Mapping Entity Keys

REF allows you to map entity keys using various identifier standards known to the ORM community. This standards will be fully explained in this section.

1. Single Key: This is the default way of mapping an identifier to an entity. A key can either be database generated (Identity, Auto Incremented ) or user generated. Single keys are much more straight forward when mapping relationships amongst entities. An example of a single key is as follows :


[Key("EmployeeID", AutoKey = true)]
public virtual int EmployeeID { get; set; }


The above snippet declares the EmployeeID property as a database generated sequence key. The Key attribute is used by the persistent framework to annotate an entity property as a key and the AutoKey=true signifies that the key value will be generated by the database.

You can simply declare a non automatic key as follows :

[Key("EmployeeID")]

2. Composite Keys: An entity can have more than one Keys, you can have as many as possible keys declared as a property within the Entity or as a Compound Key. Rapid entity allows you to define composite keys in two different ways:

(1) Multiple Keys (Vertical Mapping): This approach of composition allows you to define as many as possible properties of an entity as a key, for example, using the CustomerCustomerDemo table of the Northwind database

[Entity("CustomerCustomerDemo")]
public partial class CustomerCustomerDemo {
        
        ... other mapping

        [Key("CustomerID", AutoKey = false)]
        public virtual string CustomerID { get; set; }

        [Key("CustomerTypeID", AutoKey = false)]
        public virtual string CustomerTypeID { get; set; }
}

The code above declares two properties as a key within the CustomerCustomerDemo entity. This means that the two keys are used by rapid to identify instances of the CustomerCustomerDemo entities. And the keys are also used to fetch unique row from the CustomerCustomerDemo table.

(1) Compound Key (Horizontal Mapping): We can segregate the multiple keys (vertical mapping) into a compound mapping, by defining multiple keys into another class. This approach is more intuitive and object oriented. The key class will contain the persistent keys, and the Entity will contain the key class, using CompositeKey attribute. Lets follow this simple example while using the CustomerCustomerDemo entity :

Example: Separate the keys and put them in a compound class (CustomerDemoKey)
    public class CustomerDemoKey
    {
        [Key("CustomerID", AutoKey = false)]
        public virtual string CustomerID { get; set; }

        [Key("CustomerTypeID", AutoKey = false)]
        public virtual string CustomerTypeID { get; set; }
    }
The code above is a pure class that contains properties annotated as Keys using the framework attribute. This class (CustomerDemoKey) is a compound key which will be referenced by the owner Entity, now let us define the Entity that owns this key, and we shall see how this compound key class is related to the entity class :

    [Entity("CustomerCustomerDemo")]
    public partial class CustomerCustomerDemo
    {
         ... other mapping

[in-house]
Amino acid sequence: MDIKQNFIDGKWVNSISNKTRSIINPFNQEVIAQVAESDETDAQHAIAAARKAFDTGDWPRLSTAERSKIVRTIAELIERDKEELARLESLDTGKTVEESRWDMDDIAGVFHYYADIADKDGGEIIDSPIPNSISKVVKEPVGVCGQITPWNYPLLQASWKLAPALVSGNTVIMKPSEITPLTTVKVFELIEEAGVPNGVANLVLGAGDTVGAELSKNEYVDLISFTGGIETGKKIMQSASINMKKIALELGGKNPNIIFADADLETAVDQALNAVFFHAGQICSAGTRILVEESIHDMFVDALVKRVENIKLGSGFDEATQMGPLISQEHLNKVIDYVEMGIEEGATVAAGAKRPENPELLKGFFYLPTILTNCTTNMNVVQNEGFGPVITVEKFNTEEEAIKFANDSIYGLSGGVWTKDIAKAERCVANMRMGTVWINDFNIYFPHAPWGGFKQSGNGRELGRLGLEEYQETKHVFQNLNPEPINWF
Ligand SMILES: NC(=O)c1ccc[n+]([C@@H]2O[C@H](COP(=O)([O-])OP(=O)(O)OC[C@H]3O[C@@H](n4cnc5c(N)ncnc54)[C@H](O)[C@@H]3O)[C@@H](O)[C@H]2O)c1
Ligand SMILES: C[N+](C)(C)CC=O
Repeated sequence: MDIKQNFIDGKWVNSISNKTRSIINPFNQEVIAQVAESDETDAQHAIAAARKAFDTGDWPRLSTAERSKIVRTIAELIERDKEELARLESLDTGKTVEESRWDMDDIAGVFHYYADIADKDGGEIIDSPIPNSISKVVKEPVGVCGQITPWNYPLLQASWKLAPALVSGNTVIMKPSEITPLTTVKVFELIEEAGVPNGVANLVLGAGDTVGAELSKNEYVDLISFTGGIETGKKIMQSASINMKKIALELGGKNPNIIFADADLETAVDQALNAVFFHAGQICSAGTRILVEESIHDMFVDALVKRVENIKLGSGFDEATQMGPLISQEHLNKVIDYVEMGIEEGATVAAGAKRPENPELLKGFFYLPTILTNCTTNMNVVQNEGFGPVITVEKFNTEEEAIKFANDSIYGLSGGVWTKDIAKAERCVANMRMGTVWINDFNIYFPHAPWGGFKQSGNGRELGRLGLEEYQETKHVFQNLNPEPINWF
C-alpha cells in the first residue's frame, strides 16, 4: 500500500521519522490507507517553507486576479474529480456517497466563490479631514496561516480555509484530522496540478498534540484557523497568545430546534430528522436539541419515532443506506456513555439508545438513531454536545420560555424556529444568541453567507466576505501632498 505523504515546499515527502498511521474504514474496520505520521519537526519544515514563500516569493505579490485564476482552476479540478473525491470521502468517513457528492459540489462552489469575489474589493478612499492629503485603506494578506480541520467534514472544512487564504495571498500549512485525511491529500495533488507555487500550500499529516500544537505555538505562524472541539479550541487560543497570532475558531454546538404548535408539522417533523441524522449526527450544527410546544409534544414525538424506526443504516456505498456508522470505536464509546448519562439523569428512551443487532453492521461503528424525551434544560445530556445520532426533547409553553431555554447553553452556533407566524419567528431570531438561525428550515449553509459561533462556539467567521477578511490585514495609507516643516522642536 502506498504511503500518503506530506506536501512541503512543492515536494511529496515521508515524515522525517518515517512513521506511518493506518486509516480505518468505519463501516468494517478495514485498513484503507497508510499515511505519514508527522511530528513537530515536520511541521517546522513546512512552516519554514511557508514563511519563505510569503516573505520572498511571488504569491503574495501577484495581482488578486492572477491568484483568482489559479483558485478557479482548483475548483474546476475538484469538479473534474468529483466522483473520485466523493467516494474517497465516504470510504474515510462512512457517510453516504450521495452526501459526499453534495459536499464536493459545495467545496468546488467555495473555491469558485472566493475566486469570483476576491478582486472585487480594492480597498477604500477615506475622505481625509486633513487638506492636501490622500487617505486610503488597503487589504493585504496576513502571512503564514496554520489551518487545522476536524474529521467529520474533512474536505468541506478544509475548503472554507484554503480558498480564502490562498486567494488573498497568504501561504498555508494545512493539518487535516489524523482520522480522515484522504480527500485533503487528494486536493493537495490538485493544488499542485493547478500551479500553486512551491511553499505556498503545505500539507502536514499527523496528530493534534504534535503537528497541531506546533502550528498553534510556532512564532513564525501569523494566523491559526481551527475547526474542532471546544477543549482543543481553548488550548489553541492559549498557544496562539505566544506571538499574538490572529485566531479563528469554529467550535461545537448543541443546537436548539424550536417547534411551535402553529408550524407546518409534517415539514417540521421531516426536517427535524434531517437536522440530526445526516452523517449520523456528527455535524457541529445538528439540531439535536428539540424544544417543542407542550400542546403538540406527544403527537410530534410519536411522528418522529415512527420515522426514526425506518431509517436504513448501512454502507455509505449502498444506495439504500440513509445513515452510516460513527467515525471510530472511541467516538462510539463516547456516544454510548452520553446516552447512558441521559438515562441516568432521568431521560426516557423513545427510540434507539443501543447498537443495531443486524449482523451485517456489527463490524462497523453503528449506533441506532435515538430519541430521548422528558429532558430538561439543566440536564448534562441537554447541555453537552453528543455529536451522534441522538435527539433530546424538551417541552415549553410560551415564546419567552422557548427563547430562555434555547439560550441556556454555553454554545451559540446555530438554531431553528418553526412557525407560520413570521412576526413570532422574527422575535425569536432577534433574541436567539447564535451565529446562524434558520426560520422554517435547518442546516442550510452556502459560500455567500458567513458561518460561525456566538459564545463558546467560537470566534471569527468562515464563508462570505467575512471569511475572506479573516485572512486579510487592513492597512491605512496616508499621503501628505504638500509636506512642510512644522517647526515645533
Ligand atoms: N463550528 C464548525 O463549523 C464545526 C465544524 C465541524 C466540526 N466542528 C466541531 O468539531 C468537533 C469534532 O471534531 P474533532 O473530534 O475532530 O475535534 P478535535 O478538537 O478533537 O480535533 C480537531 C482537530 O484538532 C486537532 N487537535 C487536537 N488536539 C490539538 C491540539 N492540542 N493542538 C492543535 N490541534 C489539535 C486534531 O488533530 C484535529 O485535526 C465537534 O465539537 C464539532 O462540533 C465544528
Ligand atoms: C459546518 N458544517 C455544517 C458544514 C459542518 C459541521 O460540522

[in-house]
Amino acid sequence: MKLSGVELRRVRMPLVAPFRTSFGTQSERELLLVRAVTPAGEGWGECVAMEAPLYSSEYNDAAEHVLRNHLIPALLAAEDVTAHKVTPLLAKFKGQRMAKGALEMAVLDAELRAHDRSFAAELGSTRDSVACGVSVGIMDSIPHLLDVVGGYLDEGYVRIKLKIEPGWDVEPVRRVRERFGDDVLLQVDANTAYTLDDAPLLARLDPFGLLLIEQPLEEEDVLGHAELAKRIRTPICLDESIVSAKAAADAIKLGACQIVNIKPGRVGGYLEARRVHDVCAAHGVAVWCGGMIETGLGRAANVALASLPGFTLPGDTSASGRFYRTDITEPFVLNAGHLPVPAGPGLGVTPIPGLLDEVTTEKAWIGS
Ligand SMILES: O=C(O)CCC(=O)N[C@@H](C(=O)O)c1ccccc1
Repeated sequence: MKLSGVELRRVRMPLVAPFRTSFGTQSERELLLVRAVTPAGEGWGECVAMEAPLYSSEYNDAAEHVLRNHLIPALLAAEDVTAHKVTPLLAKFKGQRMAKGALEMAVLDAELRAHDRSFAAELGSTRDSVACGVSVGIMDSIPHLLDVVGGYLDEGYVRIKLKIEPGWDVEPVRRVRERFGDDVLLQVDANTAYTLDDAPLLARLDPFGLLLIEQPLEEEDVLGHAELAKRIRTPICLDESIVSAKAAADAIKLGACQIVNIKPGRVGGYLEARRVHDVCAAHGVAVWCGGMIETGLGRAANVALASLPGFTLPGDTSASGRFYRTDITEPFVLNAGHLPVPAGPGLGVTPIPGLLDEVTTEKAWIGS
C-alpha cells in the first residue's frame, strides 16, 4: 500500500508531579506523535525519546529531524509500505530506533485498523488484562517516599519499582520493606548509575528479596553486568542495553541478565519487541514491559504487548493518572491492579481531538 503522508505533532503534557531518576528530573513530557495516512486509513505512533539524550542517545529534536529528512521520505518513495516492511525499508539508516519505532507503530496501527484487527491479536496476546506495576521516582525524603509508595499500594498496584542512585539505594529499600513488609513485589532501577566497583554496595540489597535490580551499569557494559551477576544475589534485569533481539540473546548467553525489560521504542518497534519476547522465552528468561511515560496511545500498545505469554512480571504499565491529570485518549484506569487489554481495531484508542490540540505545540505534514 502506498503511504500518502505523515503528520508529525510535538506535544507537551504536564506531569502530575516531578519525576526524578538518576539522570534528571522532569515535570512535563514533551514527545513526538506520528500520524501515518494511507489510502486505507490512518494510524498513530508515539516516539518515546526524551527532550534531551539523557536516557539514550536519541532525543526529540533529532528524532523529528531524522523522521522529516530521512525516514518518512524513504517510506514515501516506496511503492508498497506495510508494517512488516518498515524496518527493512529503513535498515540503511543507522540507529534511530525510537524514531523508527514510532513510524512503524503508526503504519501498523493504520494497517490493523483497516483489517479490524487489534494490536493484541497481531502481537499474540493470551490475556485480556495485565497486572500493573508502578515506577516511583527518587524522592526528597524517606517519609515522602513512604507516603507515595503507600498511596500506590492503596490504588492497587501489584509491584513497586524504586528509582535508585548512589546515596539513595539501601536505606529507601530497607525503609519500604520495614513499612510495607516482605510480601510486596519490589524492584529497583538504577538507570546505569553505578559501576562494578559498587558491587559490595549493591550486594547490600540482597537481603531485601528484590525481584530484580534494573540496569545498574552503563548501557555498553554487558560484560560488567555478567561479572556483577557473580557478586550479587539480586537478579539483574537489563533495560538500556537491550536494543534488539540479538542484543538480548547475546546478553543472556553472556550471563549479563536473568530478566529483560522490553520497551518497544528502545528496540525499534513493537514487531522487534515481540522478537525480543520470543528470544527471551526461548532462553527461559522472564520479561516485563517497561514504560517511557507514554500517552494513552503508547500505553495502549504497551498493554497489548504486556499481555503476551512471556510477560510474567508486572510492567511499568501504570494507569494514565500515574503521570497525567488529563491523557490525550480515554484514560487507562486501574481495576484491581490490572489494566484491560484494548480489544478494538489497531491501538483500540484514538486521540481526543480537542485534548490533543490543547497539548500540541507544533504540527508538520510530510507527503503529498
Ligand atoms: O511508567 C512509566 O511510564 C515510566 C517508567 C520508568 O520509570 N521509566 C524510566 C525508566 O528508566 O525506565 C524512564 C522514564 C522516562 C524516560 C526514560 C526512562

[CompositeKey]
        public virtual CustomerDemoKey MyKey { get; set; }
    }

The code above makes use of the CompositeKey attribute to signify that the MyKey property of the CustomerCustomerDemo entity is a compound key. This is an elegant way of separating keys from the actual entity class. Rapid allows you to define as many as possible compound keys for a single entity, Rapid Entity's Run time Engine can entertain as many as possible keys.

Note you cannot nest compound keys, this includes having a compound key contain another compound key.
You can use compound keys for anything you can use a single key for.

Fetching an entity with a compound key
CustomerCustomerDemo demo = manager.LoadEntity<CustomerCustomerDemo>
                                    (
                                       new CustomerDemoKey 
                                       { 
                                           CustomerID = "ALFKI", 
                                           CustomerTypeID = "TEST" 
                                       }
                                    );

You can also use an anonymous key value, so far the names of the key properties are the same
CustomerCustomerDemo demo = manager.LoadEntity<CustomerCustomerDemo>
                                    (
                                       new 
                                       { 
                                           CustomerID = "ALFKI", 
                                           CustomerTypeID = "TEST" 
                                       }
                                    );

LINQING Compound keys You can project a compound key in linq, you can also use it in conditional statments as you will do with any entity.
                var linq =( from demo in manager.AsQueryable<CustomerCustomerDemo>()
                           where demo.MyKey == new { CustomerID = "ALFKI" , CustomerTypeID = "TEST" }
                           select new
                           {
                               MyKey = demo.MyKey ,
                               CustomerID = demo.MyKey.CustomerID
                           } 
                           ).ToList();

Last edited Apr 15, 2010 at 11:29 AM by ahmedsalako, version 15

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